Massachusetts and Vermont state officials said Friday that they temporarily halted most tax refunds following widespread reports of identity theft and fraud tied to the country’s most popular tax preparation software, TurboTax.
The Massachusetts Department of Revenue said it is holding about 160,000 tax returns claiming refunds, which will undergo further scrutiny to ensure that the money is going to taxpayers rather than thieves who steal personal information to file false returns. In Vermont, more than 8,600 returns have been stopped in the pipeline.
The suspension of refund payments affects both paper and electronic returns. Tax officials in both states said they hope to send the refund checks out sometime next week.
“We want to minimize the impact to taxpayers,” Massachusetts Revenue Commissioner Amy Pitter said. “But it is essential that we take the necessary precautions to protect taxpayers and reduce the cost of fraud for the Commonwealth.”
The drastic step by Massachusetts and Vermont came as TurboTax, made by the California software firm Intuit, temporarily stopped processing state tax returns across the country Thursday. At least 18 states have reported a rise in fraudulent returns connected to TurboTax, primarily used by do-it-yourself filers. About 30 million state returns are filed through TurboTax each year.
TurboTax resumed its processing of state electronic filings Friday night after increasing the security of its system and putting in place multiple levels of authentication to identify users.
Julie Miller, a spokeswoman for Intuit, said most victims learned a fraudulent return was submitted in their name when they received a rejection notice after filing their tax forms. She said similar problems have not occurred with federal returns because the IRS has implemented stronger fraud detection policies.
Intuit, which is working with the global security company Palantir, said it does not believe its systems were hacked to obtain Social Security numbers, names, addresses, and other personal data. Miller linked the problem to recent security breaches at large companies, such as the financial services company JPMorgan Chase and retailers Home Depot and Target.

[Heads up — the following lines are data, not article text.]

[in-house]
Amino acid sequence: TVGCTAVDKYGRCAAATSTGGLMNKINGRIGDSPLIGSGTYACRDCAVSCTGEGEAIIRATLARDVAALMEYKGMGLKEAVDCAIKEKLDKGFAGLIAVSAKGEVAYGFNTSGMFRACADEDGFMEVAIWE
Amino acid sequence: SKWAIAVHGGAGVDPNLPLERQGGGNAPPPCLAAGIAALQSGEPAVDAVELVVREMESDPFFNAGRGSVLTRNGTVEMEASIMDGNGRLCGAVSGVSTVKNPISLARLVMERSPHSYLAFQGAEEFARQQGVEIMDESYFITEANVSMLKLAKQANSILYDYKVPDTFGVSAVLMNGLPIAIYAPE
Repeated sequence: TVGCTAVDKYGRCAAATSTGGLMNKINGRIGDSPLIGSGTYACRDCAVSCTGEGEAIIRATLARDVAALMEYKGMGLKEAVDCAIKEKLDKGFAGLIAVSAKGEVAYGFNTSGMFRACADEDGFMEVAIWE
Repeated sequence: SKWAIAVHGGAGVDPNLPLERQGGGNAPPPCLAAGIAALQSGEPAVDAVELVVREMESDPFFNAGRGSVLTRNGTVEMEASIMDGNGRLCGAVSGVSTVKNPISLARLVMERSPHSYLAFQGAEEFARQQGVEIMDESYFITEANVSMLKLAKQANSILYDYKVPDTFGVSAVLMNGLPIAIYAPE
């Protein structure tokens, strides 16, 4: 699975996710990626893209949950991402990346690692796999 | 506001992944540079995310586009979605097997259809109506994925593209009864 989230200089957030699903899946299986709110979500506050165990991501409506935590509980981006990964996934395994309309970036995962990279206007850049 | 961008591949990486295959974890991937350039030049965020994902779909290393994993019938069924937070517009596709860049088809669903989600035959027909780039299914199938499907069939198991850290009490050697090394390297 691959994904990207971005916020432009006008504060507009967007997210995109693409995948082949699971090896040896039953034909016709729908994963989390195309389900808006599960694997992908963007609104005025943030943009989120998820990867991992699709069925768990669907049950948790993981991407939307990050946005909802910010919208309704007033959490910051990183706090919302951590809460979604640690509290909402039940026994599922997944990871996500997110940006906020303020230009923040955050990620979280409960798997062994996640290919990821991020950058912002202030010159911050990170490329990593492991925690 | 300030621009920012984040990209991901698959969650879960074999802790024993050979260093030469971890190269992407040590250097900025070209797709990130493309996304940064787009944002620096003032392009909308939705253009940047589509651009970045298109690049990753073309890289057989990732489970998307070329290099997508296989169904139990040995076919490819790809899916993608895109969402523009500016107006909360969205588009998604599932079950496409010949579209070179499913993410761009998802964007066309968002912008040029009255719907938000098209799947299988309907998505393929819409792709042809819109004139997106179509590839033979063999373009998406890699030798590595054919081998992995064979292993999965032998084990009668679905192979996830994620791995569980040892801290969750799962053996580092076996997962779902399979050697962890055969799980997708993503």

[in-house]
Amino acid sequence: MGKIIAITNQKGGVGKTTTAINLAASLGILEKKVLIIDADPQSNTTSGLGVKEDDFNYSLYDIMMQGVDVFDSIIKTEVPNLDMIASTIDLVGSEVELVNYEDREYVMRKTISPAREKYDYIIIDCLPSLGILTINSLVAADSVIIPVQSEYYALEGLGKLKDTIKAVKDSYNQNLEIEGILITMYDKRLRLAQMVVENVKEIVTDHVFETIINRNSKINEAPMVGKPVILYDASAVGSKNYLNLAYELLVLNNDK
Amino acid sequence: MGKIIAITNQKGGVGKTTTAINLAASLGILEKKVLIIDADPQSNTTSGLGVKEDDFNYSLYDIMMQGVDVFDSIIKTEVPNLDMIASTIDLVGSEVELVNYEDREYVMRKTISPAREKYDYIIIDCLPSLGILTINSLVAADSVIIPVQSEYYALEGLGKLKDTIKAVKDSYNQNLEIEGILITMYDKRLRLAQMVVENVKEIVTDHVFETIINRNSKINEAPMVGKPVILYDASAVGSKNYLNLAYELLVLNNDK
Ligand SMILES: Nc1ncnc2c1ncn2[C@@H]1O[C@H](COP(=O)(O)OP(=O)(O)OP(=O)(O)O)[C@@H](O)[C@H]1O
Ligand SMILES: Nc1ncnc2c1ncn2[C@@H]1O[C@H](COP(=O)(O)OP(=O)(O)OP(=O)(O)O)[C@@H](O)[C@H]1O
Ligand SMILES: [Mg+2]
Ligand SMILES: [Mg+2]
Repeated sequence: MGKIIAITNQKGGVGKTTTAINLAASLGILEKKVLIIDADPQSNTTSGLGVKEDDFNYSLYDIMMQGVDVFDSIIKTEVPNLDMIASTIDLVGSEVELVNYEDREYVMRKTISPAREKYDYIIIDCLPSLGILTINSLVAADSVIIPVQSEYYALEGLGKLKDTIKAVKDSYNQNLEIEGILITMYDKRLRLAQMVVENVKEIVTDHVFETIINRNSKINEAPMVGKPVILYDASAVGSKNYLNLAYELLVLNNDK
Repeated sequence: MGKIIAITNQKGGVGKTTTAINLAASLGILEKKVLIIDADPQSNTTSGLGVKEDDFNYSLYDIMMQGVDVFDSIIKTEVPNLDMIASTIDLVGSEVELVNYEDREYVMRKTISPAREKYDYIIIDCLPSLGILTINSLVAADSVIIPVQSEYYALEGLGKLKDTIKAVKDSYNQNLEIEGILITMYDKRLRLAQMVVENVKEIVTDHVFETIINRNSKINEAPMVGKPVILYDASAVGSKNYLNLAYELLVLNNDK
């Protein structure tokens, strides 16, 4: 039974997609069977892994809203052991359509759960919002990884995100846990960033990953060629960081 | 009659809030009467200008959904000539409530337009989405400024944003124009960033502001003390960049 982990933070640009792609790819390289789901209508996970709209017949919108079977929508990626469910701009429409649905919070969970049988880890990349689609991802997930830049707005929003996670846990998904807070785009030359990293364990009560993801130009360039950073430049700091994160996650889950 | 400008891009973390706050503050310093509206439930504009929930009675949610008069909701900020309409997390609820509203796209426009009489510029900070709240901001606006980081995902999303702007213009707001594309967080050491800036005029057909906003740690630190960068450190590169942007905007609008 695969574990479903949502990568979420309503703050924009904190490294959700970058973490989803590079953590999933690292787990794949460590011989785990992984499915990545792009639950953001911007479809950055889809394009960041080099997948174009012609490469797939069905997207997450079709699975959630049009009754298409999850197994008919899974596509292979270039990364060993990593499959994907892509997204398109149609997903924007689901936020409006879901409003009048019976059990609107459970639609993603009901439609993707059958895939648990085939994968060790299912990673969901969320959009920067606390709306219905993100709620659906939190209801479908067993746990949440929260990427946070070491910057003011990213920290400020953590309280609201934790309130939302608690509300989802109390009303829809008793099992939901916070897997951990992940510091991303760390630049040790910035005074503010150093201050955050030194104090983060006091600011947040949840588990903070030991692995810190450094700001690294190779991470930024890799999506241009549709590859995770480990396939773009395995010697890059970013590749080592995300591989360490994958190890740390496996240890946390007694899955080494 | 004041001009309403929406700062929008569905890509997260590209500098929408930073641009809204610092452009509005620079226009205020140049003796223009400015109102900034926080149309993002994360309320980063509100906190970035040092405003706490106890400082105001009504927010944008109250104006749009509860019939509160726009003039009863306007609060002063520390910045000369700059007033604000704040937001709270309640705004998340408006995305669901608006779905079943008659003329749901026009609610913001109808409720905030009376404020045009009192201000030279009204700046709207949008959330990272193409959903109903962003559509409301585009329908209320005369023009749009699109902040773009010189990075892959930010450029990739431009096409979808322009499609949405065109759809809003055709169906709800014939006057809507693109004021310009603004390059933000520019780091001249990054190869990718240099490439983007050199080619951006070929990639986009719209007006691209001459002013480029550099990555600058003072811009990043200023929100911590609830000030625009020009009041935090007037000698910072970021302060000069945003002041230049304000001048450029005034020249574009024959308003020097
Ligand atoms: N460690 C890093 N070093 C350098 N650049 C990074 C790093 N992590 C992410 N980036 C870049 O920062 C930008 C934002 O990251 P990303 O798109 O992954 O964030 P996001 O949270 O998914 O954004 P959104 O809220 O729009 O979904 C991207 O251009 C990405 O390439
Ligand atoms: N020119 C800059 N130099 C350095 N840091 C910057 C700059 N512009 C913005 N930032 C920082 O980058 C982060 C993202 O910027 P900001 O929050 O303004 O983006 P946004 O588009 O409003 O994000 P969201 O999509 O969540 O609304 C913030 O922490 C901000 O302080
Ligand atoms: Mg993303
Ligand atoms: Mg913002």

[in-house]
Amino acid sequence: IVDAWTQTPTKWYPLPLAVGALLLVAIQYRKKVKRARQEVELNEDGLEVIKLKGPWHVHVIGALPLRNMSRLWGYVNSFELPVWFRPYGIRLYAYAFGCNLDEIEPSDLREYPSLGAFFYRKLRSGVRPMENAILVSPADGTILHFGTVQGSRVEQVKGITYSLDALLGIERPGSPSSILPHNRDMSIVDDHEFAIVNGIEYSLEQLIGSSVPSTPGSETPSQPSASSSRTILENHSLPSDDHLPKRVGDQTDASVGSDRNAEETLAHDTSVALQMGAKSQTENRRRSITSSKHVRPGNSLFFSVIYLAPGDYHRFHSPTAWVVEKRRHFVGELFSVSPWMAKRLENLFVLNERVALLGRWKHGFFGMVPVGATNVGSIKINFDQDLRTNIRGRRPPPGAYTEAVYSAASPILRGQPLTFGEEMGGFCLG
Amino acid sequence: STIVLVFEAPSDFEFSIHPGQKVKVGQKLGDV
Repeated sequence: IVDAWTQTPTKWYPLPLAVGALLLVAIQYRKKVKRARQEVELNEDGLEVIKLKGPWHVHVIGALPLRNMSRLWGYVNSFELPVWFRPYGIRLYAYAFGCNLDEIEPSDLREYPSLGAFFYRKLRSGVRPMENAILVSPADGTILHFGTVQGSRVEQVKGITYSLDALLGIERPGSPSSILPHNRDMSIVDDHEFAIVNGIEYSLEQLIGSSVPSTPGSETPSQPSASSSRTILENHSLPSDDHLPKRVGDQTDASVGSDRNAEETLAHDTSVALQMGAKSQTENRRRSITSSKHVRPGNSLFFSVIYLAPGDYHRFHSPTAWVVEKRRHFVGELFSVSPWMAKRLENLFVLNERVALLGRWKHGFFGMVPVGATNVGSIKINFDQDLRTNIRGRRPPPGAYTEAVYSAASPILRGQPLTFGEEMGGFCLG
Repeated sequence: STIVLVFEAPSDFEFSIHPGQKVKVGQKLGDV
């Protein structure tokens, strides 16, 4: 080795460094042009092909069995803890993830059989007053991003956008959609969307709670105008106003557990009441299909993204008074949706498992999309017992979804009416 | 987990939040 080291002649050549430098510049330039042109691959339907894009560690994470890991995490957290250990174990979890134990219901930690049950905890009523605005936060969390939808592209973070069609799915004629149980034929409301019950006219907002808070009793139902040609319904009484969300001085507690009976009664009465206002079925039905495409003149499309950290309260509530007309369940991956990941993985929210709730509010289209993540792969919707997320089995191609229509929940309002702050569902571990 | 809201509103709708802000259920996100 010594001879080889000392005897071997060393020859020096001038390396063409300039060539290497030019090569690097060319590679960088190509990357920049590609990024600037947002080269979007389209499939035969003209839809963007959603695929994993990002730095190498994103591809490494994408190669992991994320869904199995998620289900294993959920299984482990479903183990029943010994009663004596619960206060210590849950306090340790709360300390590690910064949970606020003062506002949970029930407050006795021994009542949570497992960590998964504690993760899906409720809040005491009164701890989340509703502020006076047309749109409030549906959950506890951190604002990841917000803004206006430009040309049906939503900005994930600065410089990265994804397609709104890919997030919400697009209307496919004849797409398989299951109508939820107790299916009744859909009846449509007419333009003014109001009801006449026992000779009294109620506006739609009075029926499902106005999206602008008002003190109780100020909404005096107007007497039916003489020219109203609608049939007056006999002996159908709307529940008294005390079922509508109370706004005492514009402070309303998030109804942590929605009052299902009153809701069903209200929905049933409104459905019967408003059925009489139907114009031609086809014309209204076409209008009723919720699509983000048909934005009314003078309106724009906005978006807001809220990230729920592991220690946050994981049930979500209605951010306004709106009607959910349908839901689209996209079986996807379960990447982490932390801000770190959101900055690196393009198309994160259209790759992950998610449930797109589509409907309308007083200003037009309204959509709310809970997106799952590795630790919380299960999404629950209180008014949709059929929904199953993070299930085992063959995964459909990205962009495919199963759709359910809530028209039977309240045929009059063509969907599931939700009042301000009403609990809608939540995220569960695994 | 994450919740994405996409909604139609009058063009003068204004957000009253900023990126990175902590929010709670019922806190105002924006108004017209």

This week, Anthem Inc. said hackers gained access to the Social Security numbers, names, addresses, and other personal information of about 80 million people. ‘‘You have a pretty rich pool of data out there in the world,’’ said Miller.
Alison Foley, 32, of Boston, who used TurboTax to file her returns, said she always thought her tax and health information were among the most secure data in an environment where large cyber breaches increasingly occur. But last week, Foley, who has Anthem insurance, was notified about that company’s data breach.
Foley filed her state tax return Monday and expects her refund will be delayed.
“Up until now, I never really gave it any thought,” she said. “Now, I’m a little nervous.”
Tax fraud, using stolen Social Security numbers and taxpayer identities, is common. The Inspector General for Tax Administration reported last year that the Internal Revenue Service caught 236,313 fraudulent tax returns through the end of April. Last year, Massachusetts stopped $25 million in fraud.
But the volume of suspicious filings so early in the tax season caused many state revenue commissioners to raise alarms this week, eventually leading TurboTax to temporarily stop transmitting state filings.
Dave Karp, a vice president at Digital Guardian, a Waltham cybersecurity firm, said there is no easy solution to the problem. “It’s pretty hard to say what the definitive answer is, to keep this from happening,” Karp said.
Karp suggested that the best defense is to file tax returns early, before an identity thief can do it. “This is a race,” said Karp. “The first one to the end wins.”
In Vermont, Tax Commissioner Mary Peterson said state officials are adding extra layers of screening to identify fraud, so legitimate filings may get greater scrutiny, slowing the process of sending refunds.
In Massachusetts, if officials suspect a fraudulent return, they will require taxpayers to provide additional information to verify their identities before refunds are sent.
“It’s a balance of how quickly we can get the refunds out versus stopping fraudulent returns,” Peterson said. Delays, “are going to be an unfortunate outcome here.”
Hiawatha Bray of the Globe staff contributed to this report.
Deirdre Fernandes can be reached at deirdre.fernandes
@globe.com. Follow her on Twitter @fernandesglobe.